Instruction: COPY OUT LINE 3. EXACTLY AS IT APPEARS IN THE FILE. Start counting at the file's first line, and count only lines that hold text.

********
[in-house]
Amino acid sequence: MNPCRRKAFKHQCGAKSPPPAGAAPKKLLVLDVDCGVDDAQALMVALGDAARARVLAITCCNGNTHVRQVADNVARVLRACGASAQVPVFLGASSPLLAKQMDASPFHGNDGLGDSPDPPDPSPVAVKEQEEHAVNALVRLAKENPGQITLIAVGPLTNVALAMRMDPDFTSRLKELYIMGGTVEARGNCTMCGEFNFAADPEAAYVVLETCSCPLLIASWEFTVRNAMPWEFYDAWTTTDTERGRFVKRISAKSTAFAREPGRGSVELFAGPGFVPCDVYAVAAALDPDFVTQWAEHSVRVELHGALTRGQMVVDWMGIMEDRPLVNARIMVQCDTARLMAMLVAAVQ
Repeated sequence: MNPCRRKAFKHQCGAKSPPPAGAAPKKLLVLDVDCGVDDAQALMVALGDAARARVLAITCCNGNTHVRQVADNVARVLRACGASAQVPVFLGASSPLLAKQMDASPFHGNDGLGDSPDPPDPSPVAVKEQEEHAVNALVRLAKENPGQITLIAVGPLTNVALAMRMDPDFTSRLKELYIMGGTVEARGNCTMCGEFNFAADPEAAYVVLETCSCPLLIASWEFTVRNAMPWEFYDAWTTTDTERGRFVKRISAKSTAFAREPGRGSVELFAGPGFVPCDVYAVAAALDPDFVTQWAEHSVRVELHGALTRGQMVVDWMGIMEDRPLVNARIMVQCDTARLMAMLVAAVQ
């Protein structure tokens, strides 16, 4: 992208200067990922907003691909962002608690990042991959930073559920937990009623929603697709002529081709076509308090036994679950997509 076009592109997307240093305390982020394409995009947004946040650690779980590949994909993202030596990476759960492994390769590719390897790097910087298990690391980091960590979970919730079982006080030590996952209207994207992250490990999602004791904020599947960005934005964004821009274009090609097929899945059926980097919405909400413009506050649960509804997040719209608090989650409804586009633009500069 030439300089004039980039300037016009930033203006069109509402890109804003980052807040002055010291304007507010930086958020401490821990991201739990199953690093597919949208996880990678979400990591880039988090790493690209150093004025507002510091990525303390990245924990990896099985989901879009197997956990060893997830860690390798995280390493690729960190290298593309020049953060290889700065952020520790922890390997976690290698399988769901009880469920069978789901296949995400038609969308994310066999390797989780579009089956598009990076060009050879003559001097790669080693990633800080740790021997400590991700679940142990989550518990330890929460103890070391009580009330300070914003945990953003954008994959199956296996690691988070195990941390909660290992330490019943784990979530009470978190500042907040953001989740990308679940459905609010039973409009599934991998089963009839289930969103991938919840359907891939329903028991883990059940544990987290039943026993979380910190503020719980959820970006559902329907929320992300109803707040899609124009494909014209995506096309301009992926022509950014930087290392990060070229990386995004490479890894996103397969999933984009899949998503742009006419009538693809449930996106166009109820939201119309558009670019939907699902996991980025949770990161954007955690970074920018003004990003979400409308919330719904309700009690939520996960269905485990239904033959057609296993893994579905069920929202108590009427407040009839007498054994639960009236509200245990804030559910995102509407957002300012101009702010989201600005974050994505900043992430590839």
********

Repeated sequence: MNPCRRKAFKHQCGAKSPPPAGAAPKKLLVLDVDCGVDDAQALMVALGDAARARVLAITCCNGNTHVRQVADNVARVLRACGASAQVPVFLGASSPLLAKQMDASPFHGNDGLGDSPDPPDPSPVAVKEQEEHAVNALVRLAKENPGQITLIAVGPLTNVALAMRMDPDFTSRLKELYIMGGTVEARGNCTMCGEFNFAADPEAAYVVLETCSCPLLIASWEFTVRNAMPWEFYDAWTTTDTERGRFVKRISAKSTAFAREPGRGSVELFAGPGFVPCDVYAVAAALDPDFVTQWAEHSVRVELHGALTRGQMVVDWMGIMEDRPLVNARIMVQCDTARLMAMLVAAVQ